Accessibility links

In Schools, a Way to Keep Language From Getting in the Way of Science


Click Arrow to Hear This Program:

Play Audio File

Or download MP3 (Right-click or option-click and save link)

AA: I'm Avi Arditti with Rosanne Skirble, and this week on WORDMASTER: Helping young people learn to talk, and think, about science.

RS: Catherine Snow is an education professor at Harvard University and also works with a group called the Strategic Education Research Partnership. She's led the development of a classroom program for teaching academic language.

In Schools, a Way to Keep Language From Getting in the Way of Science

In Schools, a Way to Keep Language From Getting in the Way of Science

CATHERINE SNOW: "The problem we were trying to address was the widely recognized difficulties that middle school students -- students in grades six, seven, eight -- have in understanding the texts they are asked to read in science and in social studies and in math. The teachers in those grades in urban schools -- and particularly in the Boston public schools, where we were engaged in a partnership relationship -- were telling us that the students could read the words perfectly well. But they would get to the end of a paragraph and not know what the paragraph said because they just didn't have enough access to, among other things, the academic vocabulary, the words in the text."

RS: "So what is an academic vocabulary, and how different is it from the words we use everyday?"

CATHERINE SNOW: "So, for example, they're words like hypothesis, words like evidence, words that have to do with how you argue about things -- confirm, deny, affirm, contradict. Words that have to do with making meaning from texts, so interpret, estimate.

"So these are words that are not typically used in oral conversation, although they might be by educated people. But they're words that many kids attending urban schools don't encounter in their conversations with their parents or even necessarily in classroom discussion. And so they need explicit instruction in these words."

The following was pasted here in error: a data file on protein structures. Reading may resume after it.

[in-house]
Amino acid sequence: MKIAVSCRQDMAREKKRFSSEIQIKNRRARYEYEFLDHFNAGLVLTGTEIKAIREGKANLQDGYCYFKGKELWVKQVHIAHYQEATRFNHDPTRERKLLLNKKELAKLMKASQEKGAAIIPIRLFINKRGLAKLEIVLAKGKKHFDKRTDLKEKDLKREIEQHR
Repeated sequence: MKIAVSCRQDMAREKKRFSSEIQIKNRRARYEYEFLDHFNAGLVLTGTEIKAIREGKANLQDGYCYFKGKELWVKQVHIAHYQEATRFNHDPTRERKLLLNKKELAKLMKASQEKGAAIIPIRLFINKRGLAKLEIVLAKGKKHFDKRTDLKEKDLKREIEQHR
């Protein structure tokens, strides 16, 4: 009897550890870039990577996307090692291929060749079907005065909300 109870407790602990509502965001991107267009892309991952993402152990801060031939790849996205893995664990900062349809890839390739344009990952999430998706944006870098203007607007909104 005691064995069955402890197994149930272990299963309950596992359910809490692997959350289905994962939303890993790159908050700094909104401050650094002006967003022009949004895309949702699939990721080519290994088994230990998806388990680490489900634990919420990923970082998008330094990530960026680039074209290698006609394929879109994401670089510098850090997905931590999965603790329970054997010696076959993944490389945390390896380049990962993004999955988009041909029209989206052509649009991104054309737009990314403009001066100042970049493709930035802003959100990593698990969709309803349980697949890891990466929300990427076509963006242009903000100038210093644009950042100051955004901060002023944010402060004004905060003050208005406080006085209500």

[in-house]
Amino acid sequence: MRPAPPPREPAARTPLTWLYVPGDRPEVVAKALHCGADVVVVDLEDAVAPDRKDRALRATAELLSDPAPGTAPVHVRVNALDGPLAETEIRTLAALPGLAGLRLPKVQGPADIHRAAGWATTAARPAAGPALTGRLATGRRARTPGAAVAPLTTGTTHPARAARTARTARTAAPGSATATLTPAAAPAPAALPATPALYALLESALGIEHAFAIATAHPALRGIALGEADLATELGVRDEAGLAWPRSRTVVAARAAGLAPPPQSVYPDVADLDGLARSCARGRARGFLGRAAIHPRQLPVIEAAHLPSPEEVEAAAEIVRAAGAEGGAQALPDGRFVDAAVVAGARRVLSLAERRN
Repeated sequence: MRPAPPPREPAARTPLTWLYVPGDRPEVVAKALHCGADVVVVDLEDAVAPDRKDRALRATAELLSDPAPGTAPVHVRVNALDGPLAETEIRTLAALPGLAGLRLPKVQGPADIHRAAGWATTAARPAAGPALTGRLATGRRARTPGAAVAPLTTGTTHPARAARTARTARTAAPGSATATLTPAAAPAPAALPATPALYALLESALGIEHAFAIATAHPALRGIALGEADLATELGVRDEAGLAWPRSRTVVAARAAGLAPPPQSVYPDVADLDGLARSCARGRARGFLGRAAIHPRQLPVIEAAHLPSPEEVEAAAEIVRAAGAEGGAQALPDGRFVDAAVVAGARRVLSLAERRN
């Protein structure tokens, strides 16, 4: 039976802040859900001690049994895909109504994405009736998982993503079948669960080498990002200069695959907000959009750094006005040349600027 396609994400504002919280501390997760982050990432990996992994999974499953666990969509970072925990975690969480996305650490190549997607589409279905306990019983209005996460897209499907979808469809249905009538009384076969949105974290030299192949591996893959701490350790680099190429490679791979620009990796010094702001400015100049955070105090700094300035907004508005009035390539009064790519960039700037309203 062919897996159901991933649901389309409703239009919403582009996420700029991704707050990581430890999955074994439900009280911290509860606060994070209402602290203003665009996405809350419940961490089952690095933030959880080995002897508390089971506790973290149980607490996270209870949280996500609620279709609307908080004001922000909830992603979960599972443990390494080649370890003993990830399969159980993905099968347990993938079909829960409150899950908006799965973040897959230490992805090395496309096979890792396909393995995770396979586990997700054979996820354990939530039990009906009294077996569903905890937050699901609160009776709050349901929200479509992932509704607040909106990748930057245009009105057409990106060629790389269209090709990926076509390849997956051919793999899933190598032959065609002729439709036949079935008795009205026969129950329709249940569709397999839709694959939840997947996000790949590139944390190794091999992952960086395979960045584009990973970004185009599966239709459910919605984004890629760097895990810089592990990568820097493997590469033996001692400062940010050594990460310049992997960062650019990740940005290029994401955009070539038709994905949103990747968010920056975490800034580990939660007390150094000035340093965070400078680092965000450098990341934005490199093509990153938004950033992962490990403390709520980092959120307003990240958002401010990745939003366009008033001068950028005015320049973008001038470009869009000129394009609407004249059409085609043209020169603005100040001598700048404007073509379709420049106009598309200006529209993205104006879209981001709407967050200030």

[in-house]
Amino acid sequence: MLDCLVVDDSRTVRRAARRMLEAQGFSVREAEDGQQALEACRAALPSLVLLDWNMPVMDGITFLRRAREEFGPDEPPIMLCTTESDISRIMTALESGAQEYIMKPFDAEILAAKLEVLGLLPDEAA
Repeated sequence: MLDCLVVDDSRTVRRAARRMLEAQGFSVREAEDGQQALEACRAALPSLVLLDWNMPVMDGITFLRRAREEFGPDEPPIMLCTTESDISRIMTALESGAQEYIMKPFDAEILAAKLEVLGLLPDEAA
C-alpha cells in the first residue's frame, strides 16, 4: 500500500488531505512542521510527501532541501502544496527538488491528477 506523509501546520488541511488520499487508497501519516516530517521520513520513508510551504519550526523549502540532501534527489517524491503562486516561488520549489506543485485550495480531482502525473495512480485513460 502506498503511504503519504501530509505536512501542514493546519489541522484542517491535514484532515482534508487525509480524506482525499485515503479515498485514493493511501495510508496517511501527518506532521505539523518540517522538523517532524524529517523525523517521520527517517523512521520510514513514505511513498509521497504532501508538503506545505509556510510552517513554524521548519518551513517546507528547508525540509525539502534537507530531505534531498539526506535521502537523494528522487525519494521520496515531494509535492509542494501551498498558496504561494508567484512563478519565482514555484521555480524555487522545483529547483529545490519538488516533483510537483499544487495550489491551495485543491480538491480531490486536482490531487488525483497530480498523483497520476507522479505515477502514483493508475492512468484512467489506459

AA: "And especially non-native English speakers, too. For them I suppose it's especially difficult."

CATHERINE SNOW: "Non-native English speakers have greater difficulty with these words because even if they are having interesting conversations with their parents at home, they're not likely these words in English, that's right.

"Well, what we decided to do was go beyond the kind of vocabulary instruction that we know doesn't work very well. A list of twenty words, study the definitions, use the words in a sentence, take a quiz on it at the end of the week, then next week go on to another twenty words. That doesn't work for lots of reasons. It's easy enough to do it, and to forget those words. In order to have a high probability of learning a word, you need to encounter it fifteen, twenty times.

"Typically these are words that have slightly different meanings in different contexts. So it's important to encounter them in different content areas. If you think about a word like variable, in math a variable is, of course, a technical term. But in history you might talk about variable responses to the change in government. Or in science you might talk about a variable in an experiment. So recurrence in a variety of contexts. Opportunities for students not just to read the words and write with the words, but also to use them."

RS: And that was the big challenge, she says. How do you ensure that students want to use these words?

CATHERINE SNOW: "So what we did was develop a series of discussion questions. These are dilemmas. They're issues that we think are important in any case for future citizens to have opinions about. So things like, should physician-assisted suicide be legal? Should voting be mandatory? Some are them are sort of moral dilemmas.

"Some of them are dilemmas that are a little closer to kids' own lives, like should junk food be banned from school lunchrooms or should school uniforms we required. And we create contexts for students to discuss these topics and to debate about them, and then to write position statements on them, their own taking-a-stand essay at the end of the week, in which they argue for one position or the other."

AA: We'll talk more with Harvard education professor Catherine Snow next week. In the meantime, teachers can learn more about her program for developing academic language at wordgeneration.org.

RS: We'll post a link on our Web site, voanews.com/wordmaster. And that's WORDMASTER for this week. With Avi Arditti, I'm Rosanne Skirble.

XS
SM
MD
LG